This comes from a client and the insight he gained through our sessions and working with her boss.
– Coach Wolfgang
When Goldilocks went into the three bears’ house, she found one bowl of porridge too hot, another too cold and the last one just right. In a similar way, your new manager is wondering if you will be too timid, if you won’t communicate sufficiently or if you will be a healthy balance between the two. With that in mind, let’s review how you can achieve that balance that your manager is hoping for.
A solid contributor and hard worker who doesn’t provide much insight into how he spends his time. It’s never clear what his priorities are exactly nor if they are going to deliver your tasks & milestones on time. Worst of all, there are few updates, checkpoints or questions along the way – his manager doesn’t know if the work being done is heading in the right direction.
The Risk Averse
A talented but timid individual who is afraid of making a mistake. She is very risk averse and doesn’t like making decisions without all the facts or explicit directions. This person winds up asking a lot of questions before starting any work and when the work is sub-par, she points to either the poor handoff or ambiguity in the request. In many cases, she chooses not to take action rather than push for what is needed to get the job done.
These may seem like extreme descriptions – no one displays these behaviors exclusively every minute of every day. But when you display some of these traits even occasionally, you may be labeled and treated as such. The times when you do come through can discounted as flukes. It may seem unfair but it is reality. Finding the right balance of asking enough questions and operating independently is a greater concern for the subordinate rather than the manager. Here are some steps you can take to avoid one of these labels.
Schedule hour-long one-on-one meetings with your manager – setup a recurring time and make sure you are the one to call/find your manager. These meetings are for you to 1) update your manager on what you are working on, 2) ask for your manager’s assistance where you are stuck and 3) take input from your manager to perform your tasks/projects closer to his/her expectations.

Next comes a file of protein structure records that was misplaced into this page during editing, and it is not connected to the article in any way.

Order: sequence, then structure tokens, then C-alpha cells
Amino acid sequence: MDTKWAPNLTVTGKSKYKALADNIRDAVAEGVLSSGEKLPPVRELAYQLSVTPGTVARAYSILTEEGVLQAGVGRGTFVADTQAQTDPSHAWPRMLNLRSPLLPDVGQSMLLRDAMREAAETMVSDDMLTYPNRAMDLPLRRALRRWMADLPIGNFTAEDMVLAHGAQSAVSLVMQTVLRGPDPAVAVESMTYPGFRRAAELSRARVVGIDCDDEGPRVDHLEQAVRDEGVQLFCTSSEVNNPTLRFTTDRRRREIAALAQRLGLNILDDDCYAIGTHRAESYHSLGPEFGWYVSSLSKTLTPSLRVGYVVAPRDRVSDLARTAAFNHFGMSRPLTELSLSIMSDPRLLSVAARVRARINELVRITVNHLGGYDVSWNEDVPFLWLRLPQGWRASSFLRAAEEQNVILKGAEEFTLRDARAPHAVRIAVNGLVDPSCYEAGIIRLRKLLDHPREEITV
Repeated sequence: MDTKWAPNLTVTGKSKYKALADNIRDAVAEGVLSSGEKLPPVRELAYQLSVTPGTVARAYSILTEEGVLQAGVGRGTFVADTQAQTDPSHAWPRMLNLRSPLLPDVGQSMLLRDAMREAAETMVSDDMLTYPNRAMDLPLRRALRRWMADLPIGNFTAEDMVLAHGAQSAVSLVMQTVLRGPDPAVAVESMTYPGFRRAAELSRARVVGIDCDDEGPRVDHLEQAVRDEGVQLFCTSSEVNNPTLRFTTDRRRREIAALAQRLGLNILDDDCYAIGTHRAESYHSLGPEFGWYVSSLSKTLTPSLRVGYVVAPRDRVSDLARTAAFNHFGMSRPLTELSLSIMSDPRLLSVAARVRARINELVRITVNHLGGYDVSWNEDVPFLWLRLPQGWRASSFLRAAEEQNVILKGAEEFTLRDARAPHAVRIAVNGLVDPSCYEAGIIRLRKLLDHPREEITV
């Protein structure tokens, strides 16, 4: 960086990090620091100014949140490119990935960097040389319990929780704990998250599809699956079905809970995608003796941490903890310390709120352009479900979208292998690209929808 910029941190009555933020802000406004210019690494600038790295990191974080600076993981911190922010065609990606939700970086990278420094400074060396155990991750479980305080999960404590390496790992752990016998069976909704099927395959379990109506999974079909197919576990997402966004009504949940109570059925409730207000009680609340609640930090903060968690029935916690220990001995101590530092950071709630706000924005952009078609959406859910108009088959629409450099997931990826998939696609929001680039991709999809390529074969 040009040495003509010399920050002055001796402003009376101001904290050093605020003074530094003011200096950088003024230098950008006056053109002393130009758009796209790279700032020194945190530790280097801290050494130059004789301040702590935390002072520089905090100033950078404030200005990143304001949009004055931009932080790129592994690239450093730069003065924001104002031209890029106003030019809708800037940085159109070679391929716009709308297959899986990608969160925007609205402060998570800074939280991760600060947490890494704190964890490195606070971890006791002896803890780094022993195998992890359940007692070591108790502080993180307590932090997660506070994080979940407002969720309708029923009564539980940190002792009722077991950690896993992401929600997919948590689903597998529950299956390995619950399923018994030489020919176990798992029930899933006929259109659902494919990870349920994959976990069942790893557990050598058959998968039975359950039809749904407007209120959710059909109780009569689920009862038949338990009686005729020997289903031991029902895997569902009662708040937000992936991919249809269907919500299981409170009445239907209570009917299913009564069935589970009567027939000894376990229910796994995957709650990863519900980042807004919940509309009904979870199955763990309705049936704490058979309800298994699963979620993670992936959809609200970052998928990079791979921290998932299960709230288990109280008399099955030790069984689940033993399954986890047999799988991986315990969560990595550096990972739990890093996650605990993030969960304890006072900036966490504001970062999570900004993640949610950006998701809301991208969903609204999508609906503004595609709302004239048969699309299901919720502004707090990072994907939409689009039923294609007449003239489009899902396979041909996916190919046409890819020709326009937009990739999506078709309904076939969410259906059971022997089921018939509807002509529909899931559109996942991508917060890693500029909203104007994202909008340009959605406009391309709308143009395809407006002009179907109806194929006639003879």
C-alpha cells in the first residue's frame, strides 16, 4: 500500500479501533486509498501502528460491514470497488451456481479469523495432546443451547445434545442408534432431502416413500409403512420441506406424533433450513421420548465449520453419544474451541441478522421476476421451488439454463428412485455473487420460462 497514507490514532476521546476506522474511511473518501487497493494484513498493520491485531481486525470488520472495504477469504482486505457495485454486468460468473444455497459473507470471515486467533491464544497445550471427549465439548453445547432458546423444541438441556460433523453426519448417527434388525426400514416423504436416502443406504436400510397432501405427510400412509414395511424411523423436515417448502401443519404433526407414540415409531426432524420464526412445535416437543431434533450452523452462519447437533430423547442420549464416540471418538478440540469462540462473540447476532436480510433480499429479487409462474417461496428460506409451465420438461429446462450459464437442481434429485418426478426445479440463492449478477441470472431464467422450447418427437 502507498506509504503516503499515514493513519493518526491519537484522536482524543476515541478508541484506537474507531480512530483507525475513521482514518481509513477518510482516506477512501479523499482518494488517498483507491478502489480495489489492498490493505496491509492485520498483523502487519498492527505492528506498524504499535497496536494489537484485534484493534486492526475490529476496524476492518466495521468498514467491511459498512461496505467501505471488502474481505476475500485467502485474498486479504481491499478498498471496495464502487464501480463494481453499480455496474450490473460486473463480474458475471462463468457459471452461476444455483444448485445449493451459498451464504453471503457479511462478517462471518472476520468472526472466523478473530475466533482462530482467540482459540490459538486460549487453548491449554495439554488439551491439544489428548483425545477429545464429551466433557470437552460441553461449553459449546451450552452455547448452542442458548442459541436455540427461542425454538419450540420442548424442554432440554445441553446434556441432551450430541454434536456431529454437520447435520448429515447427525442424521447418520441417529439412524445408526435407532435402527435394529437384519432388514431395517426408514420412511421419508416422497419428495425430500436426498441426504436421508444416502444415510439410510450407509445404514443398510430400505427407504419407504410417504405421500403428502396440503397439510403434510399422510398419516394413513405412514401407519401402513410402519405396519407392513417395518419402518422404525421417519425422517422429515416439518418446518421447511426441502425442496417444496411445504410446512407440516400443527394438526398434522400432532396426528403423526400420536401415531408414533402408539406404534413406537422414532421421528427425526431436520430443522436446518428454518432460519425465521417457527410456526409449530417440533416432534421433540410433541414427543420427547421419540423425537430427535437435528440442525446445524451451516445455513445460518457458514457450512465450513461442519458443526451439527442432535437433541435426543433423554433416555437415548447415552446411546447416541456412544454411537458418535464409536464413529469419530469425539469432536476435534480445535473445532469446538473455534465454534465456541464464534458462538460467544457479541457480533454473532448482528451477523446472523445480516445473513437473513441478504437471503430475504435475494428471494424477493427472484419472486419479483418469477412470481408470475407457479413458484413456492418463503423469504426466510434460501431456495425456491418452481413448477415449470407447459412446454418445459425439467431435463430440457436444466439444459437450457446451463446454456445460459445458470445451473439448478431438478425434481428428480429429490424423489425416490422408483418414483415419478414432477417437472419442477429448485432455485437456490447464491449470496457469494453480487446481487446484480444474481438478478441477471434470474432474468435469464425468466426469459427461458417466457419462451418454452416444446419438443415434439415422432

Weekly 3 x 3 Emails
Update your manager on Monday, late morning or end of day, with 1) your three main accomplishments from last week and 2) your top 3 priorities for the coming week. The key is that you only list 3 and you make the email very easy to read. Don’t get into the weeds too much and try to be succinct.
Your manager expects you to figure things out. You have to show initiative and creativity. Therefore, don’t ask questions about how to get started. If you are having trouble in the early stages, talk about the things you have tried to show that you aren’t totally relying on your manager to give you all the steps.
Ask Strategic Questions Not How-to Questions
You are expected to know how to do your job. If you don’t know something (e.g. how to work with software, technical product knowledge, etc.) find someone besides your manager to help with those questions. You want to bring strategic questions to your manager, along with your recommendation and reasons.
Ask for Feedback
Whether you feel your communication level is good or not, you should regularly ask your manager for feedback and suggestions. Just doing this inspires a lot of confidence in you. More importantly, it gives you tangible steps to take. Do this on a quarterly basis, at least, and no more often than monthly. Your manager is happy to provide feedback but doesn’t want to repeat him or herself each time.
The key to success is that you must push these initiatives on your manager. They are for your benefit more than your manager’s so if your manager tries to push them off, you have to push right back. You’ll be amazed at what doors open for you when your manager has confidence in your communication. See my follow-up blog “The Benefits of Communicating Up”.
Amy Wolfgang is a career coach who founded Wolfgang Career Coaching and co-founded Coaching 4 Good. She brings over 15 years of corporate and coaching experience to help organizations boost employee engagement while simultaneously helping her clients excel in their careers. She is a certified PCM (Professional Career Manager) and has a Master’s degree in Educational Psychology from The University of Texas at Austin.
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